Hidden with her mother during World War II, Nelly S. Toll reveals her childhood story in her book, Behind the Secret Window. Toll's family is Polish Jew who lived in Lwow. The tolls had been very successful in Lwow and were better know by their business. The story begins as the Russians are leaving the country and the Germans march in. Everyone is worried about the Germans. Toll recalls how her life had been affected by living with Russian soldiers and how her father vanished into the darkness. When the Germans came, the Tolls had to move to a ghetto, a little house on Kleparowska Street. The Tolls were trying to make a secret hiding place, like other Jews did, hiding children from the German and Ukrainian police. She recalls that every time the police would come, the streets were quiet, as if they were empty. The town was like a ghost town. Nelly was sent away to a Christian family where she would be safe from the Germans for a while. Later, she learned her cousins and little brother Janek, were taken away and have not been heard from since. After that, the Tolls attempt to keep Nelly away from the ghetto as much as possible. Even with all of the chaos going on, Nelly's parents wanted her to continue with her education. So, they hired one of her Grandpa Henryk's old friends to come and tutor Nelly and her cousin. Everything was going fine, until one day Nelly had to be with him by herself. She told us earlier in the story that she liked to collect dried leaves and flowers, and she told her tutor this, also. The day she had a session with him alone, he told her he had a whole batch of dried flowers that he would give to her, if she would take off her underwear and let him look for a while. She was smart enough to know that this was wrong and ran out of the room, and didn't stop running until she reached her grandpa, in the other room. She didn't tell anyone what happened; she just refused to see her tutor after that incident.
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The Toll's continued trying to find safer places to live; they even tried to escape to other neighboring countries. As all their attempts fail, Nelly and her mother live with a Polish family who hide then in their bedroom. This Polish family lived in an apartment building that Nelly's father had owned before the war began. In the bedroom that they were hiding, there was a secret place behind where there used to be a window. This is where Nelly and her mother would hide if the German police came to inspect the apartment. Nelly tells us that everyday Pan Wojtek would go to the market to sell and but goods. He would bring home meat, but most of what was popular, and easy to get, was dog and horse meat. “We never ate it- at least, I don't think we did, unless someone was fooling Pan Wojtek into thinking he was buying beef.”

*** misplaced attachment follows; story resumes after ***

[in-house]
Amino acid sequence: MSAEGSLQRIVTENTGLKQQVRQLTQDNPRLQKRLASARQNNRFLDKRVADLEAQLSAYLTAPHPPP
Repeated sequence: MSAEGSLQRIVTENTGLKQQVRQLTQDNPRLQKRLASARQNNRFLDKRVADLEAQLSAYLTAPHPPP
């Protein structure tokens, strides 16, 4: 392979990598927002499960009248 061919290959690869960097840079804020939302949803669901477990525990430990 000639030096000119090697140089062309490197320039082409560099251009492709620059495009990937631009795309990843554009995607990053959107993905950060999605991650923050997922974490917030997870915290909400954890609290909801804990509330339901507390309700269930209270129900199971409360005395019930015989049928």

Toll and her mother live in this secret place until the Germans leave Poland and the Russians once again march in. Nelly S. Toll was a young girl when she wrote the diary, which later became her published book. The book also contains her artwork. Nelly tells us that she likes to paint pictures of what she would have been doing if the war wasn't going on. She would imagine playing outside, or just being with her whole family, and paint a picture of it. Nelly said that it was what helped her get through this horrible time, because it was something that put some color into her life. It was also something for her to look forward to, and kept the hope in her life. This is very rare to find children's watercolor painting from that time in history, and we are very privileged that Nelly was smart enough to save hers.
This book is rare, in that it has a happy-ending. Anne Frank's diary ends as soldiers march in one day to their hiding place and all of the family members, except her father, are killed at the concentration camps. In this story, even though most of Nelly S. Toll's family members are killed or dragged to concentration camps, she and her mother survive and come to America. The book, Behind the Secret Window is published by the author herself, rather than published by a member of her family. This book will make readers think of their surroundings and recognize once again how lucky they are to live freely.
I really enjoyed this book, because it was like reading in the perspective of a six-year-old child. It was very easy to imagine what was going on and how it was happening. The imagery in this book was excellent, and made it much more enjoyable. I don't think I would have enjoyed this as much, if it had been done by an adult, like her mother, because a child's way of describing things helps you to really get involved in what is going on. I would definitely recommend this book to anyone form sixth grade and up.
The review of this Book prepared by Alysia Abernathy